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              • Actually CJH popped for me from the first drama I saw him in, “It’s okay, Daddy’s girl.” LOL. Then I couldn’t find him in much of anything. Pasta didn’t count because he was part of a trio and in the background. I didn’t see Panda and Hedgehog then, too much other stuff to watch, but then I saw GFB and really liked him there. I was so upset I didn’t enjoy Emergency couple, not that he wasn’t good in the role as written, he really was, but there were too many nasty elements I didn’t like about that drama. I really hope I like Pride and Prejudice. I’m waiting to start that. I will when it ends. I’m already prejudiced though…against female leads with BOWL CUTS! ARRHHHHHH! Blearrghhhh!

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                • I suddenly see why we have such different opinions of CJH! *light bulb moment* It’s coz we’ve been watching completely different shows! XD I didn’t see It’s Okay Daddy’s Girl, and I also didn’t see GFB. I dropped Emergency Couple like a hot potato, and like you said, Pasta didn’t count.

                  Thing is, I DID see him in Panda & Hedgehog, and he made my skin crawl with his extreme male aegyo 😛 Ack. I still need to wash my brain of that mental image.

                  On the upside, I’ve been hearing good things so far about Pride and Prejudice, so maybe I’ll change my mind about him yet! 😉 I’m with you on bowl cuts tho – so unflattering! XD

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                  • LOL. I guess CJH is only just beginning to shine and needs some starring roles under his belt. I’m thinking Pride and Prejudice will be good too. 😀 Funny in P&H the two leads played brothers in daddy’s girl. I guess some writer and director thought they had good chemistry. They did in daddy’s girl as bros.

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              • I never saw King 2 hearts, it’s been on my list forever. I guess because LSG underwhelms me I’m not running to watch his dramas. :p So, I understand when others are not taken by an actor either.

                Actually the more I write my DD with CJH, the more taken I am with him! And reading Jaime’s ongoing FF right now drew me closer too. She’s a great writer.

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  3. OMG….Jang Hyuk’s gaze! on the bed…..so hot and intense and sexy… It was one of my favorite moments of the show 🙂

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  4. How can you start with nekkid pictures of Oppa & expect us to read anything?!

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    • If this thing had a LIKE button, I’d be liking your comment so badly now. Hahahaha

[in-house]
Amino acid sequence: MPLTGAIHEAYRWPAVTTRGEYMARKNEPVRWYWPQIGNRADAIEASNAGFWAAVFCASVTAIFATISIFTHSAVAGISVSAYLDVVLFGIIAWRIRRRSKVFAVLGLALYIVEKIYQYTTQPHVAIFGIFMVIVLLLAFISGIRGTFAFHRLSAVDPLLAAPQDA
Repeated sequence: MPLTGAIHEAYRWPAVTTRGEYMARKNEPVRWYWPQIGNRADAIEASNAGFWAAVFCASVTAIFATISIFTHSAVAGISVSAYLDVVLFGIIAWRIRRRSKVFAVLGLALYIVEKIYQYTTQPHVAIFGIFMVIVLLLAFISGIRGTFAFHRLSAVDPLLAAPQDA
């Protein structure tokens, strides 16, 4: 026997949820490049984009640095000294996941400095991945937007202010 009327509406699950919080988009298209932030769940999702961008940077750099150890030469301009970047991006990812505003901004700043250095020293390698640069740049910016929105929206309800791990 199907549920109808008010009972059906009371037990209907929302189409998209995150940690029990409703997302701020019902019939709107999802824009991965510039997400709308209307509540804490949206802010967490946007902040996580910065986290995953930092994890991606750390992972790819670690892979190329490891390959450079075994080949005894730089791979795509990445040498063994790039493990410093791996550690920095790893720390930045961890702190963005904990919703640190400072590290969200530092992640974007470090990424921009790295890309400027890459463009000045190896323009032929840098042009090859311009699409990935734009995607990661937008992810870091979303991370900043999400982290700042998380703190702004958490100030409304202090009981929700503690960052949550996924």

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    • Kfangirl!

      After passing that initial Giant Wall of a hurdle, I managed to read, and wow, I’m so happy to have read this. You articulate so well so many of the things I felt about the show, and many, many more little details that had escaped my attention. I felt much the same about the disparity in the first and second halves of the show, but I feel like the show hooked me so hard in that first and incredibly satisfying half, that I didn’t mind being put through a lot of the stuff I wasn’t particularly happy with. The characters mattered so much for me by the end, and I cared so much about them, I couldn’t just be an audience receiving and critiquing the drama. I got too involved, saw them as real people and had to keep rooting for them in spite of my grievances. It’s become one of those rare shows that remains with you long, long after you’re done watching.

      I didn’t mind some of the more outrageous attempts at humor, although I can see why they may have turned you off. That kind of humour revolved only around Lee Gun and I think it was nothing beyond a reflection of how Gunnie felt about himself. I found him all the more adorable for being unrealistically hyperbolic like that.

      Thanks for such a beautiful writeup, kfangirl! & thanks for putting up the instrumental ost. I’ve loved it ever since I got my hands on it and realised only in retrospect how much magic it infused into the drama.

      Keep writing!

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      • Aw, thanks jhu! 😀 Glad you liked the read. Thanks, too, for fighting past the “Giant Wall,” I know it was a HUGE challenge. Lol!

        Also, seems like we agree on the general differences between the crackier first half and the second half.. Although, it does look like you were more able to look past the flaws of the second half than I was. I’m generally all for looking past a show’s flaws to appreciate its good points. And on reflection, I think I’m more forgiving of flaws like writing, characters etc. I realize pacing is something that’s harder to overlook, since the drag is hard to ignore. Also, I think if the first half hadn’t felt so zippy, the second half wouldn’t have felt as draggy. It’s that double-edged sword. Because the first half was so briskly paced, the second half’s drag got amplified in comparison.